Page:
Check that MySQL is running before you continue by starting the MySQL monitor (command mysql in your MySQL bin folder). The database works correctly if a MySQL prompt appears after calling the monitor. Quit the MySQL monitor by typing exit and go to the next step.

4 Installing the OpenCms files

We currently do not have an RPM or setup.exe, but there are plans to make them available in the near future. We recommend that you unpack your OpenCms distribution archive file (opencms_4.3.yy from http://www.opencms.com/servlets/opencms/service/download.html) in your C:\Program Files\ folder on Windows systems and in the /opt folder on UNIX systems.

While extracting the ZIP archive a new folder opencms_4.yy (with yy replaced by the current build number) will be created. This new folder will be your OpenCms home directory. Make it to your current directory and check the content of the subfolder oclib. This folder is the right place for all external components and drivers used by OpenCms. In order to run OpenCms properly you should put the following JAR files in this folder:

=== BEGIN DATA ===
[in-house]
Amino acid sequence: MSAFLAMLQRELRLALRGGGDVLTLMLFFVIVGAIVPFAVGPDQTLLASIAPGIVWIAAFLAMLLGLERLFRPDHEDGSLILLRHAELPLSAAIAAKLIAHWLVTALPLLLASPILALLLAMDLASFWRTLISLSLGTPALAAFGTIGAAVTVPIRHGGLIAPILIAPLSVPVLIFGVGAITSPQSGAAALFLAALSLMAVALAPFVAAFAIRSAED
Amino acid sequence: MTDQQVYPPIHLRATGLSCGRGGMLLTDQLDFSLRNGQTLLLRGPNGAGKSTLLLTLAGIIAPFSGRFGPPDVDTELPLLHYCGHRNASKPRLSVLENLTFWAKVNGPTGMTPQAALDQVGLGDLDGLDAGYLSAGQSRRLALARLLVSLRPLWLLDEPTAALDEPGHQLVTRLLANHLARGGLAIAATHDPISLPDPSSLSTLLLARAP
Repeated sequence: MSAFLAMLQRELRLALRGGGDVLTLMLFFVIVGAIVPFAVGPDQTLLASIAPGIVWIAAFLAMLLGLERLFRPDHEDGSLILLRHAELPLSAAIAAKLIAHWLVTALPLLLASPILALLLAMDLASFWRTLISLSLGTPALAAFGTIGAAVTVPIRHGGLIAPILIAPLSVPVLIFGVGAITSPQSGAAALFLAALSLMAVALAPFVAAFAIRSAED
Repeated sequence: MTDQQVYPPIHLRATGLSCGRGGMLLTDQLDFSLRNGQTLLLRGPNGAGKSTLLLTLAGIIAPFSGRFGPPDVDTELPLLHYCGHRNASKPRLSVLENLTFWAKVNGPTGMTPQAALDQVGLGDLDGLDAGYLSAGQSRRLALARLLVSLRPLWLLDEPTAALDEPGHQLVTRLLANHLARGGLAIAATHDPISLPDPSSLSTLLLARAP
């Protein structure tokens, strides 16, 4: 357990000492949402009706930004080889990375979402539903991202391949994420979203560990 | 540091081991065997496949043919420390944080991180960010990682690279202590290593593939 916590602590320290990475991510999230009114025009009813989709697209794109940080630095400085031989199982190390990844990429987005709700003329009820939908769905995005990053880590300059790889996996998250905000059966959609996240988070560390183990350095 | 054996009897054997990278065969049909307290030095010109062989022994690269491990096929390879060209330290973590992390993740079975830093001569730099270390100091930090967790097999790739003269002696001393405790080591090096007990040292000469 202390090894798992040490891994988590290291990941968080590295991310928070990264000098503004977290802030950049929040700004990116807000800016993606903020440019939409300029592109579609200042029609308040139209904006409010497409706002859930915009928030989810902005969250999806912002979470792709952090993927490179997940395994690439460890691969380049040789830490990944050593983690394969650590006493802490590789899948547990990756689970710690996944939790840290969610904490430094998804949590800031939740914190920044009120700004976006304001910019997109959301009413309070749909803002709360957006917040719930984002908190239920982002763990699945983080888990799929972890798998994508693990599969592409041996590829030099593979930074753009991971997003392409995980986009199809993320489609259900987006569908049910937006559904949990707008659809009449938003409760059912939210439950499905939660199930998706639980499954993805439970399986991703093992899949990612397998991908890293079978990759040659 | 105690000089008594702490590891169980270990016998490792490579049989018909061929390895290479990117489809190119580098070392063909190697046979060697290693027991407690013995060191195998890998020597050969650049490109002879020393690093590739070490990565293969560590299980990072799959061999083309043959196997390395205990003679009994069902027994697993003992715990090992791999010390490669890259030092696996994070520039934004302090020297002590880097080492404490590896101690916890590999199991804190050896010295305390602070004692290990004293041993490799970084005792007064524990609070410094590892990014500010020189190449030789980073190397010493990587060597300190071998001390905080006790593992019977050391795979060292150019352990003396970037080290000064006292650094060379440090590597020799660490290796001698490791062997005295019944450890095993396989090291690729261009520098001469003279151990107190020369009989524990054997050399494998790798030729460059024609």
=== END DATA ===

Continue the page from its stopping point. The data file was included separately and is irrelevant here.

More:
• xerces.jar from the Apache Xerces XML parser.
• The MySQL JDBC database driver mm.mysql-2.0.1-bin.jar.
• mail.jar and activation.jar from the JavaMail distribution.
• fop_bin.jar (optional) from the FOP packet of the Apache XML project.

See the Components page on the OpenCms web site
(http://www.opencms.com/servlets/opencms/background/components.html) or chapter Components of the documentation for a more detailed description of these external parts of OpenCms.

5 Setting up the OpenCms database

For setting up the MySQL database for OpenCms, create a new database opencms42 by calling

(your MySQL path)/mysql/bin/mysqladmin create opencms42

It is important to name the database opencms42 because the configuration file of OpenCms ( opencms.properties) creates a database connection to a database named opencms42. If you want to use another name for your database you will have to change the line for the database connection in the opencms.properties file.

Run

(your MySQL path)/mysql/bin/mysql opencms42 < config/mysql.sql
This will create all of the required database tables. Make sure that all of the tables are created properly by calling the MySQL monitor again with

(your MySQL path)/mysql/bin/mysql opencms42

and entering

show tables
at the monitor prompt. MySQL should print the following list of tables:

+--------------------------+
| Tables_in_opencms42      |
+--------------------------+
| cms_files                |
| cms_groups               |
| cms_groupusers           |
| cms_module_forum         |
| cms_module_forum_comment |
| cms_projects             |
| cms_properties           |
| cms_propertydef          |
| cms_resources            |
| cms_sessions             |